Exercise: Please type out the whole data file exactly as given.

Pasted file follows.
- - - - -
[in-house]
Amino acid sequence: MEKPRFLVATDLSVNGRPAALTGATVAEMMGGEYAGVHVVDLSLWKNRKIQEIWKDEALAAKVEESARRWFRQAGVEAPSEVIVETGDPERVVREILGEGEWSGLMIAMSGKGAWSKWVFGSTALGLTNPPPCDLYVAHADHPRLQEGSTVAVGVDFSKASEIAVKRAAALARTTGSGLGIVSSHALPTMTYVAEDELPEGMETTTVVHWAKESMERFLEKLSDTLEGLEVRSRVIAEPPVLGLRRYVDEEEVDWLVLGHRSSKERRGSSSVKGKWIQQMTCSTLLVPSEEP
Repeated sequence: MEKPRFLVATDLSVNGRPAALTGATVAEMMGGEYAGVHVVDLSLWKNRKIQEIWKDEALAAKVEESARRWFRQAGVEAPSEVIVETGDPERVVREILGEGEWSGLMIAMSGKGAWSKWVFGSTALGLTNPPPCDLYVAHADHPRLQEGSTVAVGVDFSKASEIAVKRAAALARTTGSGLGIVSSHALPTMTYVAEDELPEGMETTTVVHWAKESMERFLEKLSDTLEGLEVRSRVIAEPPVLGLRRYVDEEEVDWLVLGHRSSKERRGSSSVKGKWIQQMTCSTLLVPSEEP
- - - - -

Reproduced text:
[in-house]
Amino acid sequence: MEKPRFLVATDLSVNGRPAALTGATVAEMMGGEYAGVHVVDLSLWKNRKIQEIWKDEALAAKVEESARRWFRQAGVEAPSEVIVETGDPERVVREILGEGEWSGLMIAMSGKGAWSKWVFGSTALGLTNPPPCDLYVAHADHPRLQEGSTVAVGVDFSKASEIAVKRAAALARTTGSGLGIVSSHALPTMTYVAEDELPEGMETTTVVHWAKESMERFLEKLSDTLEGLEVRSRVIAEPPVLGLRRYVDEEEVDWLVLGHRSSKERRGSSSVKGKWIQQMTCSTLLVPSEEP
Repeated sequence: MEKPRFLVATDLSVNGRPAALTGATVAEMMGGEYAGVHVVDLSLWKNRKIQEIWKDEALAAKVEESARRWFRQAGVEAPSEVIVETGDPERVVREILGEGEWSGLMIAMSGKGAWSKWVFGSTALGLTNPPPCDLYVAHADHPRLQEGSTVAVGVDFSKASEIAVKRAAALARTTGSGLGIVSSHALPTMTYVAEDELPEGMETTTVVHWAKESMERFLEKLSDTLEGLEVRSRVIAEPPVLGLRRYVDEEEVDWLVLGHRSSKERRGSSSVKGKWIQQMTCSTLLVPSEEP